Now that I'm living in DC, the best place for me is Habesha Market. Don, I'd be curious to know how you would compare the gored gored (kuart, as they have it on the menu, - I think this is the same thing) or kitfo at Habesha Market to that at Abay Market. I have yet to check that place out. I enjoy the casual, easygoing environment, the relatively quick preparation of the high-quality, authentic dishes offered here. My Ethiopian coworkers are also convinced that this is their favorite place in DC. I always need lots of awaze and mit mita to go with my food and am always frustrated with how little most restaurants give you when you request extra (however, this hasn't been a problem at Enat). Habesha Market never frustrates me. 

 

Ethiopic seems to get really great reviews as well, both on Yelp and in the papers, but I don't enjoy that this place is about 50% more expensive than Enat or Habesha Market. Portions are definitely much smaller. Their dry tibs were swimming in butter on the three times I visited. It's still definitely a good Ethiopian restaurant, and when I don't want to go further than across the street to satiate my kitfo craving, I go here. 

 

I also used to like Zenebech Injera. They offer a half kitfo/tibs with a bit of veggies (IIRC) for $16 or so after tax and tip. But their kitfo isn't as high-quality as Habesha Market.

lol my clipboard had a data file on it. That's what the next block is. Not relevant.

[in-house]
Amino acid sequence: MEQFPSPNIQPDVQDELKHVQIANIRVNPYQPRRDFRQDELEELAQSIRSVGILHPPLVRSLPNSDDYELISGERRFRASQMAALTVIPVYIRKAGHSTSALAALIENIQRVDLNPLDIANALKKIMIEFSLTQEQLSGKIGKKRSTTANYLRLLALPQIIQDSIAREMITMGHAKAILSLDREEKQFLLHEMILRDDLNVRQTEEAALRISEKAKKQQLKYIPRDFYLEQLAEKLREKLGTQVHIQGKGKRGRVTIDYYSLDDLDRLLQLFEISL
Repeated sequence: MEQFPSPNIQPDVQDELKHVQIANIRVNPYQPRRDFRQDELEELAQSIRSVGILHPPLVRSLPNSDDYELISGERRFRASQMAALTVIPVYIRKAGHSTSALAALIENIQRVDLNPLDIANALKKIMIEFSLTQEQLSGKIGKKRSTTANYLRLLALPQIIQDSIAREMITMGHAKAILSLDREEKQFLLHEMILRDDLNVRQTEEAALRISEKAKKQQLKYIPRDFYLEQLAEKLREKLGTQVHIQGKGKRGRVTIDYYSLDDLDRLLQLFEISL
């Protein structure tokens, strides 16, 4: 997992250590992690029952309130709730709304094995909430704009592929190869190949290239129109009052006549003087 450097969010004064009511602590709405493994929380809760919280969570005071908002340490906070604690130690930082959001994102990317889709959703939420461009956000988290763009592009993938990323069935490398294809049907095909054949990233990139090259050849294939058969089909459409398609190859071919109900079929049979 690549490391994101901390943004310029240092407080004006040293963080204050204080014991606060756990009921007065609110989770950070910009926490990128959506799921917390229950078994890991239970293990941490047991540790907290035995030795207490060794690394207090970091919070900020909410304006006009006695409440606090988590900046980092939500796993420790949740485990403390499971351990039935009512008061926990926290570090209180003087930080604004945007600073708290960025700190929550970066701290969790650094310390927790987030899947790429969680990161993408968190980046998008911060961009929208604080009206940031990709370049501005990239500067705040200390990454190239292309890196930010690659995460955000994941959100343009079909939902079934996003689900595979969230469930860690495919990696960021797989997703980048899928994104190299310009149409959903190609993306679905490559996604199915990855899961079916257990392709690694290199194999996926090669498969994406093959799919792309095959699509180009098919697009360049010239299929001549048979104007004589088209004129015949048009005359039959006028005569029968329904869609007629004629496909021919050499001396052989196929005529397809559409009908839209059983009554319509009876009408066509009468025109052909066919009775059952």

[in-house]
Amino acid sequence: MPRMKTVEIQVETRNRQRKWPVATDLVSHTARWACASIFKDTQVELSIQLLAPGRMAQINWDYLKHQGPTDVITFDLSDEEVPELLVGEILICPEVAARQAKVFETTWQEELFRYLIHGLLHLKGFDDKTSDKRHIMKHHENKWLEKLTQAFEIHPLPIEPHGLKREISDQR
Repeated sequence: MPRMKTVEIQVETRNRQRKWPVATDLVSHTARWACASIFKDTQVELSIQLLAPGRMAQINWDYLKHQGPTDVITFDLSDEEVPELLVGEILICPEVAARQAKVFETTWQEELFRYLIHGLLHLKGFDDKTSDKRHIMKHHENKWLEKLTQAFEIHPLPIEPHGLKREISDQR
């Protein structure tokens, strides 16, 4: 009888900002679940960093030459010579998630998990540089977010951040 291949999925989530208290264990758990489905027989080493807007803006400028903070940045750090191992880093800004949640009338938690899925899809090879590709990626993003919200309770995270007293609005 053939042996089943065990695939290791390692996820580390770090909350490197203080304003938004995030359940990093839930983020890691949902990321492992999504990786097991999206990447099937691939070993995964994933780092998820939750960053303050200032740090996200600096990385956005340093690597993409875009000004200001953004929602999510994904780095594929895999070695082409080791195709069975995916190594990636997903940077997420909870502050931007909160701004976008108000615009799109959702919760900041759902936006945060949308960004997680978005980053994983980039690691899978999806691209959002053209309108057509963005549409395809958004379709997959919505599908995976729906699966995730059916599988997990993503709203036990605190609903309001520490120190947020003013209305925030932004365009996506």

Dukem/Meskerem/Etete/Little Ethiopia and some other places I've been to just blend together to me and don't stand out. Watch out for Dukem because it might be difficult to get a table on Friday or Saturday. I get tired of dinner having to be an orchestrated event that requires coordination and reservations. 

 

There's Warka Ethiopian Restaurant in Herndon off Herndon Parkway across from where I sometimes work. That place sucks. Their injera isn't fluffy or elastic because they don't use teff. I just ate that because there weren't many options in the area as far as flavorful ethnic cuisines.

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Our neighbors and we have a reservation for Tuesday evening (New Year's Eve) at Meaza, as we were all recently reminiscing about having enjoyed Ethiopian food several (many) years ago.  It appears, though, that Enat may now be the frontrunner in the Virginia suburbs.  Has anyone eaten at both recently and have an opinion one way or the other?  We are not trekking into DC on this occasion, so it comes down to these two, unless I have overlooked somewhere else in Northern Virginia. Ambiance is secondary to food quality and taste. 

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Our neighbors and we have a reservation for Tuesday evening (New Year's Eve) at Meaza, as we were all recently reminiscing about having enjoyed Ethiopian food several (many) years ago.  It appears, though, that Enat may now be the frontrunner in the Virginia suburbs.  Has anyone eaten at both recently and have an opinion one way or the other?  We are not trekking into DC on this occasion, so it comes down to these two, unless I have overlooked somewhere else in Northern Virginia. Ambiance is secondary to food quality and taste.